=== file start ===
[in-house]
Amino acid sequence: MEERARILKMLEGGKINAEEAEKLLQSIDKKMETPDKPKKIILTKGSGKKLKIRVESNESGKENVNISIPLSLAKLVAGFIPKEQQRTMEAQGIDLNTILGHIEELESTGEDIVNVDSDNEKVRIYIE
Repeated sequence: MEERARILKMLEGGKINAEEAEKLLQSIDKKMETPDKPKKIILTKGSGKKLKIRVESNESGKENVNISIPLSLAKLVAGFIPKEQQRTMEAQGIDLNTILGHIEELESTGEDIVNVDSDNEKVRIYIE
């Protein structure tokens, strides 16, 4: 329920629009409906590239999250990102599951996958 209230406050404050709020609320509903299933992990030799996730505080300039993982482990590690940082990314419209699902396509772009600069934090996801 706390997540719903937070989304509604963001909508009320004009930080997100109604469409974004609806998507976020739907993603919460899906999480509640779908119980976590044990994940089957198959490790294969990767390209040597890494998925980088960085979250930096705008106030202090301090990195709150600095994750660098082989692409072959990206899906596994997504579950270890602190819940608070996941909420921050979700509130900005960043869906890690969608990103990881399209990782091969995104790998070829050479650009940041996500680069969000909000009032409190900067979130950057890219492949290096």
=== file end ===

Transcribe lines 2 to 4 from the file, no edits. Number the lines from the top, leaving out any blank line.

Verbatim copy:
Amino acid sequence: MEERARILKMLEGGKINAEEAEKLLQSIDKKMETPDKPKKIILTKGSGKKLKIRVESNESGKENVNISIPLSLAKLVAGFIPKEQQRTMEAQGIDLNTILGHIEELESTGEDIVNVDSDNEKVRIYIE
Repeated sequence: MEERARILKMLEGGKINAEEAEKLLQSIDKKMETPDKPKKIILTKGSGKKLKIRVESNESGKENVNISIPLSLAKLVAGFIPKEQQRTMEAQGIDLNTILGHIEELESTGEDIVNVDSDNEKVRIYIE
């Protein structure tokens, strides 16, 4: 329920629009409906590239999250990102599951996958 209230406050404050709020609320509903299933992990030799996730505080300039993982482990590690940082990314419209699902396509772009600069934090996801 706390997540719903937070989304509604963001909508009320004009930080997100109604469409974004609806998507976020739907993603919460899906999480509640779908119980976590044990994940089957198959490790294969990767390209040597890494998925980088960085979250930096705008106030202090301090990195709150600095994750660098082989692409072959990206899906596994997504579950270890602190819940608070996941909420921050979700509130900005960043869906890690969608990103990881399209990782091969995104790998070829050479650009940041996500680069969000909000009032409190900067979130950057890219492949290096």